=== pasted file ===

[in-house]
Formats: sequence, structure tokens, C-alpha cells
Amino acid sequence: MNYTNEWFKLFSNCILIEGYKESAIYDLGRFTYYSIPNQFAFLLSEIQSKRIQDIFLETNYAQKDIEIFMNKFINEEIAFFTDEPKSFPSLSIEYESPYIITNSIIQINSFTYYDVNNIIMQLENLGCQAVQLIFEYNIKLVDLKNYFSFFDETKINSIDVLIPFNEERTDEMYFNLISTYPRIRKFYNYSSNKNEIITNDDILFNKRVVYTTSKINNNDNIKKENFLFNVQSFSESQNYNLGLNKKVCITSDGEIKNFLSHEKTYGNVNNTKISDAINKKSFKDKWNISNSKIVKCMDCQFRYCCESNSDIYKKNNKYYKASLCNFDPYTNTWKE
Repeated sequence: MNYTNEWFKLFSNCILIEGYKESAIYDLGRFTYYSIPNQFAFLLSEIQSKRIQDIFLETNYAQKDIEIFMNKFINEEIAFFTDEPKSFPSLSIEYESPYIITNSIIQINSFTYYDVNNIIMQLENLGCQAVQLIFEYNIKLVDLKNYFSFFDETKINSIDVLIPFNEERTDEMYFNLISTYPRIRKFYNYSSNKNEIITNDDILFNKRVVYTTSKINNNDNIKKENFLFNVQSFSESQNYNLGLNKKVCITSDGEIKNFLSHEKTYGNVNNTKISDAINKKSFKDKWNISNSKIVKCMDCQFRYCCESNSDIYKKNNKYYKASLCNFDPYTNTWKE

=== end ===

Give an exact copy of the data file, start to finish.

[in-house]
Formats: sequence, structure tokens, C-alpha cells
Amino acid sequence: MNYTNEWFKLFSNCILIEGYKESAIYDLGRFTYYSIPNQFAFLLSEIQSKRIQDIFLETNYAQKDIEIFMNKFINEEIAFFTDEPKSFPSLSIEYESPYIITNSIIQINSFTYYDVNNIIMQLENLGCQAVQLIFEYNIKLVDLKNYFSFFDETKINSIDVLIPFNEERTDEMYFNLISTYPRIRKFYNYSSNKNEIITNDDILFNKRVVYTTSKINNNDNIKKENFLFNVQSFSESQNYNLGLNKKVCITSDGEIKNFLSHEKTYGNVNNTKISDAINKKSFKDKWNISNSKIVKCMDCQFRYCCESNSDIYKKNNKYYKASLCNFDPYTNTWKE
Repeated sequence: MNYTNEWFKLFSNCILIEGYKESAIYDLGRFTYYSIPNQFAFLLSEIQSKRIQDIFLETNYAQKDIEIFMNKFINEEIAFFTDEPKSFPSLSIEYESPYIITNSIIQINSFTYYDVNNIIMQLENLGCQAVQLIFEYNIKLVDLKNYFSFFDETKINSIDVLIPFNEERTDEMYFNLISTYPRIRKFYNYSSNKNEIITNDDILFNKRVVYTTSKINNNDNIKKENFLFNVQSFSESQNYNLGLNKKVCITSDGEIKNFLSHEKTYGNVNNTKISDAINKKSFKDKWNISNSKIVKCMDCQFRYCCESNSDIYKKNNKYYKASLCNFDPYTNTWKE